Purpose: Although many articles have been published regarding chromosomal instability (CI) and microsatellite instability (MI) in endometrial adenocarcinoma, the relationship between prognostic factors and the biological mechanisms accounting for genetic instability in these tumors has not yet been precisely defined. To do that, it will be necessary to clarify the molecular mechanisms involved in endometrial carcinogenesis. Experimental Design: Tissue samples from 43 human primary endometrioid endometrial adenocarcinomas (EACs) were analyzed for CI and MI status using comparative genomic hybridization and 11 microsatellite loci, respectively. Methylation status of the promoter of MLH1 was also determined. We analyzed all three of these parameters in relation to each other and to clinicopathological factors. Results: Sixty-five percent of the EACs we examined had detectable CI. Frequent copy number gains were seen at 1q25-41 (23%), 8q11.1-q21.1 (23%), 8q21.3-qter (21%); 28% of these tumors exhibited high-frequency MI (MSI-H); Methylation of the MLH1 promoter was observed in 92% of EACs with MSI-H. Southern blotting showed amplification of MYCN in one tumor, which has been documented for the first time in a primary human EAC. Conclusions: MSI-H was correlated with histological grade, International Federation of Gynecologists and Obstetricians (FIGO) stage, myometrial invasion, and lymphonode metastasis. Our comparative genomic hybridization results demonstrated that the number of chromosomes involved in genomic alterations in EACs was distinctively fewer than those in other types of tumor. The carcinogenetic process leading to EAC appears to be highly complex; for example, MI and CI may act synergistically, whereas CI and/or MI are likely to be linked with tumor heterogeneity.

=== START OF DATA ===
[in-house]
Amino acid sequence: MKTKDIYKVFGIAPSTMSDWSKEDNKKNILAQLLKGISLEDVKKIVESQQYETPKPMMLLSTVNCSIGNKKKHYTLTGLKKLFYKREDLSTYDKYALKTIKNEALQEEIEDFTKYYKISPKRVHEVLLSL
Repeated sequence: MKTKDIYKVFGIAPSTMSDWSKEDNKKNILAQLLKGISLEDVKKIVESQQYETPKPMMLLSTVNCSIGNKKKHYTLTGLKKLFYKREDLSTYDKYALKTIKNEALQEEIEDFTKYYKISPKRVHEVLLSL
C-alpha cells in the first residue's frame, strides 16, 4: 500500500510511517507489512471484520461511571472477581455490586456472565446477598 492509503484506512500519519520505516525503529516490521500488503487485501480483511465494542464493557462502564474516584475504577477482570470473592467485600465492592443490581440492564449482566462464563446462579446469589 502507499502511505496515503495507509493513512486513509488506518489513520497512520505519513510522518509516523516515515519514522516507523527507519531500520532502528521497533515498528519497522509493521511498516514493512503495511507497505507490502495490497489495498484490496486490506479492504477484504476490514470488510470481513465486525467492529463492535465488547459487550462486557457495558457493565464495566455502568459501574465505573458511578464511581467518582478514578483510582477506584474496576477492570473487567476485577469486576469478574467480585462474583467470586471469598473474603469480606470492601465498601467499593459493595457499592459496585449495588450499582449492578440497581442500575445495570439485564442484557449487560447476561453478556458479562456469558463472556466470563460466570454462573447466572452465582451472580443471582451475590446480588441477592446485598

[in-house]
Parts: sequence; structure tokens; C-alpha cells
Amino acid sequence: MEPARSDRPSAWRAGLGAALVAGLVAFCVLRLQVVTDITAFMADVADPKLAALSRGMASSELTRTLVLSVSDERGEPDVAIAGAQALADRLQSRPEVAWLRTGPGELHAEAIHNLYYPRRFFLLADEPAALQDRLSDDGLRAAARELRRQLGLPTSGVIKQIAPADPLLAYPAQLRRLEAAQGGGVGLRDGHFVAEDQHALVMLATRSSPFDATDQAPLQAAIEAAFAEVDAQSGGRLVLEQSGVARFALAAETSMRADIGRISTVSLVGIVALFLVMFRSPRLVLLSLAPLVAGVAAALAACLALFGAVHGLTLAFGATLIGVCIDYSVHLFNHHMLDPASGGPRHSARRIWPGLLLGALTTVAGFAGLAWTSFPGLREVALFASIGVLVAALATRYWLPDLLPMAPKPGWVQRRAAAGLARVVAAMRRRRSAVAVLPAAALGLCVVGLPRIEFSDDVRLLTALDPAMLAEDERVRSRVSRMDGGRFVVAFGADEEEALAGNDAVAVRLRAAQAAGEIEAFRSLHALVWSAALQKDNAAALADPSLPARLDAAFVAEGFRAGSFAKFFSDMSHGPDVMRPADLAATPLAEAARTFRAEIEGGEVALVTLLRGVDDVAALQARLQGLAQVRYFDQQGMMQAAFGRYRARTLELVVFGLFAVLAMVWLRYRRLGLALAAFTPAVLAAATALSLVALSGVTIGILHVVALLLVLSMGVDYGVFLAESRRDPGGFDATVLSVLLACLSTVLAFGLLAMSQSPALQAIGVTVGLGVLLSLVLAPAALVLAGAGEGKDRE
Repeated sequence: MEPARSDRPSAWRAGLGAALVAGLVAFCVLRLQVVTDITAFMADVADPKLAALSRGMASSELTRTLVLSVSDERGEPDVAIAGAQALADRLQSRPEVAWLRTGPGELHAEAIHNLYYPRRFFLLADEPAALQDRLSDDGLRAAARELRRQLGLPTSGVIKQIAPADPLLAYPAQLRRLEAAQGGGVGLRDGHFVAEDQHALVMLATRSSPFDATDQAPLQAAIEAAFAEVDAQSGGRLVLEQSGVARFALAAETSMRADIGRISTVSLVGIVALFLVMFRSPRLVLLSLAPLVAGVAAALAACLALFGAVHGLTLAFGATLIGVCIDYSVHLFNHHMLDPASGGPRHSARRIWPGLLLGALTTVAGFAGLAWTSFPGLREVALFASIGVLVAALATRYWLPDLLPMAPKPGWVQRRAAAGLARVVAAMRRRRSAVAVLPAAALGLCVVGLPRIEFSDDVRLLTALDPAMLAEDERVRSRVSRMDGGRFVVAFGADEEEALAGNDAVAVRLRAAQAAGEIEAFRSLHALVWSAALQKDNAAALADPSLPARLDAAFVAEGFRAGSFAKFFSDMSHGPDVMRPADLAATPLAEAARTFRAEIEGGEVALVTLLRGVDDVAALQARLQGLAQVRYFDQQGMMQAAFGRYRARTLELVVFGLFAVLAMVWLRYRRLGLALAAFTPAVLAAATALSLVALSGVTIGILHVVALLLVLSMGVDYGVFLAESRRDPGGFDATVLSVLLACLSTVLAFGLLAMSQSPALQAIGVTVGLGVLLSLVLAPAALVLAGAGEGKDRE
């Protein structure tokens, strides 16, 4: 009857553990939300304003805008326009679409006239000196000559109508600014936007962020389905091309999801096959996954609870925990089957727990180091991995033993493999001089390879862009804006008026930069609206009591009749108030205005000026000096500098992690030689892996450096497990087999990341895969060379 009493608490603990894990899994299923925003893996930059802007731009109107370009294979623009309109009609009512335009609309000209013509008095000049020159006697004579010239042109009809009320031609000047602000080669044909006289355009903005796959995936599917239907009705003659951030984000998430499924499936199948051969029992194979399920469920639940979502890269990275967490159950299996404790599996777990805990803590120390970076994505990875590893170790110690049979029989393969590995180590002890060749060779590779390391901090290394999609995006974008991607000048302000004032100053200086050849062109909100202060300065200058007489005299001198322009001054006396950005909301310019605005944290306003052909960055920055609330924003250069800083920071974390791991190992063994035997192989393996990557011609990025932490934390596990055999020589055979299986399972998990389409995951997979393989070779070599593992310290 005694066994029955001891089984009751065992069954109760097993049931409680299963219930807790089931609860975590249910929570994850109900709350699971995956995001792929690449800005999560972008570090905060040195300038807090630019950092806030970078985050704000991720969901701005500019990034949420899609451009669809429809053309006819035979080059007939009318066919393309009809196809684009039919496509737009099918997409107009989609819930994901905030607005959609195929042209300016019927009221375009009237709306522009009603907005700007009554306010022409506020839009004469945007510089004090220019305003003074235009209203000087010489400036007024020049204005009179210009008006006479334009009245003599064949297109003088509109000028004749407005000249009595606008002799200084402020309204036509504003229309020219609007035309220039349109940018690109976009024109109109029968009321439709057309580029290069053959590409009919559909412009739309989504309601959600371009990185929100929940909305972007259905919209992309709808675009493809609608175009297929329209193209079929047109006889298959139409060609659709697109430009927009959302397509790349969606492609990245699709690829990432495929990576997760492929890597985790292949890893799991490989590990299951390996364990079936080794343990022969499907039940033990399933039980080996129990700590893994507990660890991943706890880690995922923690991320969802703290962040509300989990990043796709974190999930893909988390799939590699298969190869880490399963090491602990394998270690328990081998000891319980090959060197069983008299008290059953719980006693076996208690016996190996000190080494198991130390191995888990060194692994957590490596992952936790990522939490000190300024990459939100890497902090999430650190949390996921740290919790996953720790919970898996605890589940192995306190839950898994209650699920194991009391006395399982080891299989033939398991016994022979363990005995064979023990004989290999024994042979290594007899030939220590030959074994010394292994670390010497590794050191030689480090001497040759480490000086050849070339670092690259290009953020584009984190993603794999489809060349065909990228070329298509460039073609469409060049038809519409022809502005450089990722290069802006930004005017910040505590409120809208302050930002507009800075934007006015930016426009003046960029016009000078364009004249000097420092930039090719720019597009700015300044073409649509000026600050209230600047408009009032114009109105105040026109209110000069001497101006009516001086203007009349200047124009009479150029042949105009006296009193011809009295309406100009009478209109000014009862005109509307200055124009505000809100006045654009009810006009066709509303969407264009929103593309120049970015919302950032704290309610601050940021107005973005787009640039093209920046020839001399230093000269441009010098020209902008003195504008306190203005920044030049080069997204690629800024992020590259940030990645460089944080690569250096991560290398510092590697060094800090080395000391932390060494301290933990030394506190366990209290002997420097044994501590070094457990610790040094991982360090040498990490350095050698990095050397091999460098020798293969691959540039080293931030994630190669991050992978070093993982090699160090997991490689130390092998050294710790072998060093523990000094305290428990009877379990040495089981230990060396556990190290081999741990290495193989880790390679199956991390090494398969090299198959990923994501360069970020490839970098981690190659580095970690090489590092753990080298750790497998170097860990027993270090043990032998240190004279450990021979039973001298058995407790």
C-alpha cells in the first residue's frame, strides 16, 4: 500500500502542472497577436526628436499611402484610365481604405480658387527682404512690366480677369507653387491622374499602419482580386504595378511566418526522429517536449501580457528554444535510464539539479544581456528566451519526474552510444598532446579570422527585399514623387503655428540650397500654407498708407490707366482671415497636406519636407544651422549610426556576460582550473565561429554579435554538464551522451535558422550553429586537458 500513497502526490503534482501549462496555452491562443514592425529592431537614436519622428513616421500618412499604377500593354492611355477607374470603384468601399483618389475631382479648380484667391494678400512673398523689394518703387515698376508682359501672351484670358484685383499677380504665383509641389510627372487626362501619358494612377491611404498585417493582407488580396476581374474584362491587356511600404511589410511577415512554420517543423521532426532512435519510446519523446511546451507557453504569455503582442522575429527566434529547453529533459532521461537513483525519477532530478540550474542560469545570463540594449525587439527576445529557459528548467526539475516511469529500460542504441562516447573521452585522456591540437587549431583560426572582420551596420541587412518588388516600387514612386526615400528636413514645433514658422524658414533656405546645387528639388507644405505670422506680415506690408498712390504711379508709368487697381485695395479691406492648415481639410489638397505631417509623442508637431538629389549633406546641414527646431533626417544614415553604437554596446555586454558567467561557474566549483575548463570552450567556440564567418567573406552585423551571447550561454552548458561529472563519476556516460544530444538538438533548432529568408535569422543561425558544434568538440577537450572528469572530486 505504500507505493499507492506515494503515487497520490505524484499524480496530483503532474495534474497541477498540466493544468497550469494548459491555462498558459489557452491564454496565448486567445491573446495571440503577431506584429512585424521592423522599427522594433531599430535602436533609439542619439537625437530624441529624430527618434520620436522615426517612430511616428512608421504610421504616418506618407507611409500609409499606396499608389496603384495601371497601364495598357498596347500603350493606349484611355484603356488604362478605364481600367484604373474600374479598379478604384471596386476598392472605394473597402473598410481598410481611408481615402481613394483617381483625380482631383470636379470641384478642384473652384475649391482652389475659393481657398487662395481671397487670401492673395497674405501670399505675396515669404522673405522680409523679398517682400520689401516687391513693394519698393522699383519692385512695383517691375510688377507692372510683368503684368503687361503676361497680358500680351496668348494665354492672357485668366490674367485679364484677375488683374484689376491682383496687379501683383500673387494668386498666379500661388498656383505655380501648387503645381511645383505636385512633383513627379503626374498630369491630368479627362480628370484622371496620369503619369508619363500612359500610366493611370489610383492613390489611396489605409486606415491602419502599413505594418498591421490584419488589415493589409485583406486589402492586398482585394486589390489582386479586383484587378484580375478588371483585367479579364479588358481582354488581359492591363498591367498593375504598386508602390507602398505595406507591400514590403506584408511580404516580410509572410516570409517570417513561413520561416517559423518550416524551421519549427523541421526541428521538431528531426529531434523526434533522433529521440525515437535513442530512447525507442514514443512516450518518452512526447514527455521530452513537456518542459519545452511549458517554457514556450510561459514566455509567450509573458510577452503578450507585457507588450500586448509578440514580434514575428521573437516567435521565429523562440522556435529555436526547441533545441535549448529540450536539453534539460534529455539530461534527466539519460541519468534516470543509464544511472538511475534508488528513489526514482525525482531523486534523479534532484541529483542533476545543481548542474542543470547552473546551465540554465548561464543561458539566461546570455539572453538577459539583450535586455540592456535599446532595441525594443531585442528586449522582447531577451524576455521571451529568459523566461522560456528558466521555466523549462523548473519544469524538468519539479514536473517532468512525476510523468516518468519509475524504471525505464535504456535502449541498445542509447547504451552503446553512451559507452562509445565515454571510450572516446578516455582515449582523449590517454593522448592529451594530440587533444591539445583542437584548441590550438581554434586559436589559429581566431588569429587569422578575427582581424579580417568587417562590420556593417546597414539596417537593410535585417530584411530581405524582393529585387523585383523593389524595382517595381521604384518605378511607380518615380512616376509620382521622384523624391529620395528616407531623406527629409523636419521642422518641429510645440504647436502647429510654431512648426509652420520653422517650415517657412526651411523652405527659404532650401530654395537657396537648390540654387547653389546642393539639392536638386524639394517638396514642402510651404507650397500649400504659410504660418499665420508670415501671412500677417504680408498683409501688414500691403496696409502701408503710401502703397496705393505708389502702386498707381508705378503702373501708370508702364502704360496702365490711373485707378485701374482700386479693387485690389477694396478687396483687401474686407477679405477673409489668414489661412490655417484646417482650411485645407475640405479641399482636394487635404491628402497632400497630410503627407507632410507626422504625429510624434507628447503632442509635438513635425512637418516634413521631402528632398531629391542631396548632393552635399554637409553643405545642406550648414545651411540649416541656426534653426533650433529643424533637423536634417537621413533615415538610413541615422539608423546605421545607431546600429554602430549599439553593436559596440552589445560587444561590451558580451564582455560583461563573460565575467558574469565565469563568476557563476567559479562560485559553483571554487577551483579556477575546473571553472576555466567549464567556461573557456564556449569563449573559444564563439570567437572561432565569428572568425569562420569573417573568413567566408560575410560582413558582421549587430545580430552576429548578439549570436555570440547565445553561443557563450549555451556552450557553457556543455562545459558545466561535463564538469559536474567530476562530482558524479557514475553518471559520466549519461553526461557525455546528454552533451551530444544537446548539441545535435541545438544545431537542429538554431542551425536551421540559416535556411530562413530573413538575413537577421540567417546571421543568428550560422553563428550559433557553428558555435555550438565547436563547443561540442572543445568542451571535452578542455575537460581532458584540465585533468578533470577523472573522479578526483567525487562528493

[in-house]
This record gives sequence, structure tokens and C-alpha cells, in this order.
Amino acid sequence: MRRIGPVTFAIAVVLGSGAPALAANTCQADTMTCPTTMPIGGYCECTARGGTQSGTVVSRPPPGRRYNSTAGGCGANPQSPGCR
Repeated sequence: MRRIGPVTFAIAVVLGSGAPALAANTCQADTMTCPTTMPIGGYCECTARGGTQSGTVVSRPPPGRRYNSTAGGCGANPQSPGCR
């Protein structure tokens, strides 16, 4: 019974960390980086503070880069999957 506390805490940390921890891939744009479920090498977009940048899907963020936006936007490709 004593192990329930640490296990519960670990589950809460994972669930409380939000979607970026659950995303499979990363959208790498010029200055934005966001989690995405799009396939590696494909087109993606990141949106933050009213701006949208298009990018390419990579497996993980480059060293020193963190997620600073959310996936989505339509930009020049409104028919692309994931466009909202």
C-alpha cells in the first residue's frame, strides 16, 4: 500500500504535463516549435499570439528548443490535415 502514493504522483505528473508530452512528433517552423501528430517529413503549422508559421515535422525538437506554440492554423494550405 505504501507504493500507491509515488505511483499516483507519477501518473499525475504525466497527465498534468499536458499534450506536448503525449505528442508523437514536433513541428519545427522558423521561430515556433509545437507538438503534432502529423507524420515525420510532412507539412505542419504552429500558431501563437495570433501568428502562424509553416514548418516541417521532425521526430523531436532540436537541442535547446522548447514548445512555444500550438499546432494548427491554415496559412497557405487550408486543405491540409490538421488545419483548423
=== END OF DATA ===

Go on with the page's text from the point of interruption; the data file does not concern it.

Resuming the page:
|Number of pages||8|
|Journal||Clinical Cancer Research|
|Publication status||Published - Nov 15 2003|
ASJC Scopus subject areas
- Cancer Research